During this unprecedented time, it is important to remember our more vulnerable students. This is a traumatic time for many adults and students. That is why continuing to teach with trauma-informed practices is just as important as ever.
Here’s an article which looks at ways to better support vulnerable students with trauma-informed practices during coronavirus school closures. Some of the students to keep an eye on during this challenging time:
students who have had anxiety;
students who have depression or suicidal ideation;
students who have learning and attention disorders;
students whose families may have lost jobs or income;
students who have loved ones particularly vulnerable to the COVID-19 virus;
students who have a caregiver who is a healthcare worker or in another occupation where they are exposed to the virus or are being asked to respond in an intense way;
students who may be less supervised because of caregivers’ work.
Many teachers, parents, and students are looking for ways to continue learning at home during school closings. There are many resources available online. I’m going to try and share an at-home resource at least once a week.
Here’s a great resource from Scholastic that teachers, parents, and students can use during Coronavirus shutdowns. Hope it helps.
Okay, maybe kids don’t miss every aspect of school, but it has become abundantly clear after a week of closing that students do miss school. My class uses a Google Classroom throughout the school year. I’ve been using that as a way to communicate with families during the Coronavirus shutdown.
What I love seeing is students starting their own threads in Google Classroom to ask each other questions. Questions like: What did everybody do today?
One of my young scholars wrote something that really made me smile.
This student wanted to know who missed one of our regular elementary lunch options: Cougar Bowls – mashed potatoes, chicken, corn, and gravy in a bowl. Who wouldn’t miss that deliciousness? He posted this at almost 7:00 on a Monday night.
All of the conversations happening in our Google Classroom shows how much students miss school. They crave the structure, the social aspect that school brings, and the normalcy that school brings. Hopefully we can get back to normal soon. In the meantime, who misses Cougar Bowls? ME!
This post will be short. Many educators around the country have already started to move to online learning or are gearing up to make the move. Therefore, I just wanted to say good luck to all of those embarking on a new delivery method.
Every time I think I have my head wrapped around what is happening in our country right now, it seems things change. Every minute of every day seems to bring a new directive or set of guidelines. No matter how resilient a person you are, there’s a good chance all the uncertainty has you a little anxious.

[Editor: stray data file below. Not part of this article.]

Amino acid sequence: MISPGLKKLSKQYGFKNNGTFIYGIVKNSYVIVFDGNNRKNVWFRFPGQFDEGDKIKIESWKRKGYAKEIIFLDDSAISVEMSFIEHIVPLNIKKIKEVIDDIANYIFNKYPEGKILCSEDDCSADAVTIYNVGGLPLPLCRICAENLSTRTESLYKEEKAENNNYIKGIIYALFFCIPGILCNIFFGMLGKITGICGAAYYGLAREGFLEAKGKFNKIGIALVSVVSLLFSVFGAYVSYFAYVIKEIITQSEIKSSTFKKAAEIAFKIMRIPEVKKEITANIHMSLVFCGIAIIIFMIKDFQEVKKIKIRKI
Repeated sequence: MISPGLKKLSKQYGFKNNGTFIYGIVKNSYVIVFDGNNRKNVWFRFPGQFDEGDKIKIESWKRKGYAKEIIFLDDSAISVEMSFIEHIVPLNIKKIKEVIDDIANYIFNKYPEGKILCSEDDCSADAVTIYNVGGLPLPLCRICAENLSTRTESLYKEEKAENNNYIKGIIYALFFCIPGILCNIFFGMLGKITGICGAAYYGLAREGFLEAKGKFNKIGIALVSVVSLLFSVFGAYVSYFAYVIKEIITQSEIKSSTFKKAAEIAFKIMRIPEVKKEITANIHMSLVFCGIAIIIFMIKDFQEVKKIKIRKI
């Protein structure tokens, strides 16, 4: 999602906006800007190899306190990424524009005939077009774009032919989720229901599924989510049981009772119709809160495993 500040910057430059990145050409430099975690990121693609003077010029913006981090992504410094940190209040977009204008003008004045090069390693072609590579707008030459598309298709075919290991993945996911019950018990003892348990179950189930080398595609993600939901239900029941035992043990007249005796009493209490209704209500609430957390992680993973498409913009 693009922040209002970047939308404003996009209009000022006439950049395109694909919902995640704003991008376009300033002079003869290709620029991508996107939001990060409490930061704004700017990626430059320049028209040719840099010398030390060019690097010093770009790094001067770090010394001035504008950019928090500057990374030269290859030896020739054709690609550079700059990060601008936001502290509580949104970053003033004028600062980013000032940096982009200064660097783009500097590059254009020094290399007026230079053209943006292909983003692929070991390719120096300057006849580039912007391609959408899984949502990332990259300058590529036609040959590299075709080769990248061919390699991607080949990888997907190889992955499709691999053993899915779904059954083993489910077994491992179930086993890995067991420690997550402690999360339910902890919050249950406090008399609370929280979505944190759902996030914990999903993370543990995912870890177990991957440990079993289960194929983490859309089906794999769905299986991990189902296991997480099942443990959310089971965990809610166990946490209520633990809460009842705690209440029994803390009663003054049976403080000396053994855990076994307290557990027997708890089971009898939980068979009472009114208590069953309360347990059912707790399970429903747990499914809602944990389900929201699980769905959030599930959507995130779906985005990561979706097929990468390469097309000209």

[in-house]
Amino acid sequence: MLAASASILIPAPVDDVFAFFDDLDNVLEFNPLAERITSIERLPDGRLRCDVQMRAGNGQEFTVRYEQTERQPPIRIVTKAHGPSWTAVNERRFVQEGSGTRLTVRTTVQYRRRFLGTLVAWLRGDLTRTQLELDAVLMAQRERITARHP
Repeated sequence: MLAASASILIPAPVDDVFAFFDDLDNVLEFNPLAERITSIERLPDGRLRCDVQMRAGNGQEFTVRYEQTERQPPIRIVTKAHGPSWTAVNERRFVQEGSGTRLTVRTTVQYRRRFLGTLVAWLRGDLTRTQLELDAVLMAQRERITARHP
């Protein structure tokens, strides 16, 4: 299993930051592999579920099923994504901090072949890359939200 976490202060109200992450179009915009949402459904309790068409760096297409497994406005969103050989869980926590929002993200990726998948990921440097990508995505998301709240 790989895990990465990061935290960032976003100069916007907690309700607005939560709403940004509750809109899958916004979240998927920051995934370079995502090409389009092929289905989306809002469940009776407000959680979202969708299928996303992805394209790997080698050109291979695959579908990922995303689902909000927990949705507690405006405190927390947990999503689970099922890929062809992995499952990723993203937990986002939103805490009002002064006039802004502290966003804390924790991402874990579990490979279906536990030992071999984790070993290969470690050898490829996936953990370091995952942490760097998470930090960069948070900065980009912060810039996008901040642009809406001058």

This is also true for our students and children. So how do we know when children are stressed or anxious? The CDC has shared some signs to look for in children:
Excessive crying or irritation in younger children
Returning to behaviors they have outgrown (for example, toileting accidents or bedwetting)
Excessive worry or sadness
Unhealthy eating or sleeping habits
Irritability and “acting out” behaviors in teens
Poor school performance or avoiding school
Difficulty with attention and concentration
Avoidance of activities enjoyed in the past
Unexplained headaches or body pain
Use of alcohol, tobacco, or other drugs
They also shared a few ways to help your child if they are feeling stressed or anxious:
Take time to talk with your child or teen about the COVID-19 outbreak. Answer questions and share facts about COVID-19 in a way that your child or teen can understand.
Reassure your child or teen that they are safe. Let them know it is ok if they feel upset. Share with them how you deal with your own stress so that they can learn how to cope from you.
Limit your family’s exposure to news coverage of the event, including social media. Children may misinterpret what they hear and can be frightened about something they do not understand.
Try to keep up with regular routines. If schools are closed, create a schedule for learning activities and relaxing or fun activities.
Be a role model. Take breaks, get plenty of sleep, exercise, and eat well. Connect with your friends and family members.
That last point is so important. Be a role model. Children are going to learn from our lead. More is caught than taught, and that is especially true during difficult times.
Yesterday my daughter asked me, “What’s a mortgage, and why won’t people be able to pay them?” While I always enjoy discussing personal finance, this was not the kind of question I was expecting from my 11-year-old. Why was a fifth grader asking about mortgage defaults? The answer: She heard about it when the news was on last night.
We are living in an unprecedented time right now. The increase in coronavirus cases in the United States has many states and school districts across the country closing schools for an extended period of time. My state, Pennsylvania, just cancelled state testing for this school year. All of this has raised a lot of questions and has parents and educators trying to determine the best way to help students while they’re not in school.
Parents are stressed, teachers are stressed, and policy makers are stressed. Knowing how stressful the unknown is for adults, imagine what our students are facing. Adults want to keep things as normal as possible while students are not in school, but life is anything but normal right now.